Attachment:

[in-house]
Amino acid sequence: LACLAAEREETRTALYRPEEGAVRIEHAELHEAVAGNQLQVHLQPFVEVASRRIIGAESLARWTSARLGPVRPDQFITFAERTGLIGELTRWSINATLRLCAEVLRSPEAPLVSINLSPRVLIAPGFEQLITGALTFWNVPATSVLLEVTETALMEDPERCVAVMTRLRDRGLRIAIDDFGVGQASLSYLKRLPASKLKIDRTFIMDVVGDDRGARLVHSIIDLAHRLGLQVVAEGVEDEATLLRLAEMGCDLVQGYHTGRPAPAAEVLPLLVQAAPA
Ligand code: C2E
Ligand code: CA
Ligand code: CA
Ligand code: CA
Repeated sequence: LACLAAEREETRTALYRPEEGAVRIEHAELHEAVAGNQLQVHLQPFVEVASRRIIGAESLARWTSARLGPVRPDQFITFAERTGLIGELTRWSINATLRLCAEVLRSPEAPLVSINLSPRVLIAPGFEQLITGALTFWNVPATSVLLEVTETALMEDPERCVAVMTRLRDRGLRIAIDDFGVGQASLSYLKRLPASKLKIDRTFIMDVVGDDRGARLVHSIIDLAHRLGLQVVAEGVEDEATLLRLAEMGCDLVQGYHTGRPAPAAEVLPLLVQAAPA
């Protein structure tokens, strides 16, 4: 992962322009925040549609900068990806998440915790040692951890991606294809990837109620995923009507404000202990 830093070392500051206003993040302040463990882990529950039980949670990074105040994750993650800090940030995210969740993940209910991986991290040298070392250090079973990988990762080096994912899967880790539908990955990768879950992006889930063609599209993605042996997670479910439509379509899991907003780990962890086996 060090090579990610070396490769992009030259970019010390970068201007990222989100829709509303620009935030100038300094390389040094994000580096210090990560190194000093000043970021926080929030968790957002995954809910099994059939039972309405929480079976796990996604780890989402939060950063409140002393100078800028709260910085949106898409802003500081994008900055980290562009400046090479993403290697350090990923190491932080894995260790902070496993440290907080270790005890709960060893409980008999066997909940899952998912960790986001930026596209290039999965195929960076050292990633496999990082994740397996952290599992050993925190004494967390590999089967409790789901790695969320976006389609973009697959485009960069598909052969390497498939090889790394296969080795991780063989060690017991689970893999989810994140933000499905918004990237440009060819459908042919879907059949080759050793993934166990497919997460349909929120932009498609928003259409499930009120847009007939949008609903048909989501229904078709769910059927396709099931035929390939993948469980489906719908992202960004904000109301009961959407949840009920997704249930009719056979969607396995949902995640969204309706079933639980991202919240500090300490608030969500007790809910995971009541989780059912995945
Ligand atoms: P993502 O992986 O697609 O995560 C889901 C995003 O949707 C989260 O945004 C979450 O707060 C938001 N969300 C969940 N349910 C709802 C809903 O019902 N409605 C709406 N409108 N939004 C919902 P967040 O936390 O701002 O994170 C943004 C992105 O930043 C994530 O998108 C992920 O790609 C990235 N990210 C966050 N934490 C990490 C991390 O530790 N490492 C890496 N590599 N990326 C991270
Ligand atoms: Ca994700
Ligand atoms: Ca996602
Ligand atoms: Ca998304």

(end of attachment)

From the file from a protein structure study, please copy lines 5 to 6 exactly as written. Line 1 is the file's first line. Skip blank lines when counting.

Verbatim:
Ligand code: CA
Ligand code: CA